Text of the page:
Saturday, September 21, 2019
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Process Value and Waste in the Family Owned Business

There are two major types of processes, continual and discrete.

  • Continual processes – processes that are initiated and run continually, with a continual and measurable output. These processes require a steady stream of input resources and can be altered along the way to adjust the quantity and quality of the output. An assembly line is an example of a continual process.

  • Discrete processes – processes that are initiated and ended with only one set of inputs and outputs. Outputs can be measured on a case by case basis, and changes must happen before the process begins again. The service counter at a fast food restaurant is an example.

The purpose of a process is not simply to function and product an acceptable output. That’s because all processes are comprised of value-added and non-value-added portions within the process as a whole. As one portion shrinks, the other grows, and vice versa. Problems can arise when the non-value added portions take over the process, even if the end result of the process is acceptable.

What is value?

When we speak of value vs. non-value added parts of a process, we’re speaking of the parts of the process that your customers would be willing to pay for versus the parts they wouldn’t. In other words, non-value-added parts of a process are considered waste.

The methodology dedicated to the removal of process waste is called “LEAN.” Trimming off process waste is just like trimming the fat. A LEAN family business is one that continually analyzes its processes for waste and removes it where possible.

What is waste?

Waste comes in many forms, but in LEAN methodology, the focus is on these eight basic types:

  1. Defects. This is a fairly easy concept at first, but the definition encompasses many things that we may overlook. Defects are any deviation from what the process or customer requires or an unintended departure from the original specification. The cost associated with this form of waste includes reworking the product, re-inspecting product (Quality Control) or dealing with rejected material. There are also reputation costs and lost sales.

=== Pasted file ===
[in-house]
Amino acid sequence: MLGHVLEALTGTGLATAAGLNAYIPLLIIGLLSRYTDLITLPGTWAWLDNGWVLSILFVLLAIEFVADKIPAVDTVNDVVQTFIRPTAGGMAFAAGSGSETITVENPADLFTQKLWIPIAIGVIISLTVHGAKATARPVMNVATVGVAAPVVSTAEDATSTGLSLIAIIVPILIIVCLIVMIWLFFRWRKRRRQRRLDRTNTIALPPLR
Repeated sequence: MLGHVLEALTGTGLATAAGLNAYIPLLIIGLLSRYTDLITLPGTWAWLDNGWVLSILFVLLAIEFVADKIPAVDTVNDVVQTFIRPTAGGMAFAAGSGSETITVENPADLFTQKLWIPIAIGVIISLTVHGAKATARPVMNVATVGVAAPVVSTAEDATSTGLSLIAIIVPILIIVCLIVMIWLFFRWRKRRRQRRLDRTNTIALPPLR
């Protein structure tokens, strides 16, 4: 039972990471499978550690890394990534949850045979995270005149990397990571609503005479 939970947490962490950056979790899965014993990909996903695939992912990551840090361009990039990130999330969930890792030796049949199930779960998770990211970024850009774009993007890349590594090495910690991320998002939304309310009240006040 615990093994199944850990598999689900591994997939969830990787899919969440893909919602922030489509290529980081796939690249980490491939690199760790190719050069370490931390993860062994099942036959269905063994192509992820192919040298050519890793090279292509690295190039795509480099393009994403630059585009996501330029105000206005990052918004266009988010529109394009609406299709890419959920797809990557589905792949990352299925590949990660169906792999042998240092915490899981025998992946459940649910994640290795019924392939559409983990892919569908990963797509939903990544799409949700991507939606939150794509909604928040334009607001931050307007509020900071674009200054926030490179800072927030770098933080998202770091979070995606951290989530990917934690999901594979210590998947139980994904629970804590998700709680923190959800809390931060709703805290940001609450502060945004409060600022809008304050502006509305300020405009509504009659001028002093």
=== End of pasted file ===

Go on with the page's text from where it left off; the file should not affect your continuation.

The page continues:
2. Overproduction. Processing before the customer needs or requires it. You may think your business is running efficiently if it can out-process demand, but in reality, you’re adding to your costs with no commensurate return.

  3. Waiting. This can pertain to resources sitting idle waiting for materials, operators, or both. Causes are usually supply-chain shortages, poor workforce flexibility, breakdowns in other process, or faulty or poorly engineered production planning. This type of waste incurs costs by causing bottlenecks, long lead times (assets not earning), and failed delivery schedules.

  4. Transportation.  Any time we have to move resources, people, materials, or information from point A to point B, this incurs a cost. Do you send forms or paperwork through the mail? Do your employees have to travel in order to send or receive information?

  5. Inventory. This is often regarded as the deadliest form waste. Poor inventory management creates excessive work and results in excessive storage of raw material or product. You’ll realize the cost of this waste when your book-keeping reveals how much of your assets are sitting idle and not generating a return. You also get to spend even more on storage, utilities, and retaining idle employees.

  6. Motion.  Similar to transportation waste, this is a kind of waste usually confined to the shop floor. It can also manifest itself in the office environment in the form of tasks switching. Are your employees constantly searching for things like tools, paperwork or information? Primary causes of this form of waste are lack of standard procedures, poor housekeeping, or inadequate training.

  7. Over-processing. Adding unnecessary steps or features not required by the customer. Sometimes this is confused with “high-quality.” Culprits of this kind of waste can include complaisance and outdated standards.

  8. Underutilization of People. When you don’t leverage your in-house skillsets and talents of your employees, you are experiencing this kind of waste.  If you are constantly hiring consultants or contractors, you may be underutilizing the people you already have.

Some waste may be required. We call this “business non-value added.”  These are process steps needed for lawful compliance, etc.

The main problem with waste is that it can be so hard to recognize, especially if you feel that your family business produces an acceptable product or service. However, if you really begin to examine your own processes, you may be surprised at how much waste you will be able to find – and eliminate.

Contributing Source: http://www.beyondlean.com/index/7-wastes.html

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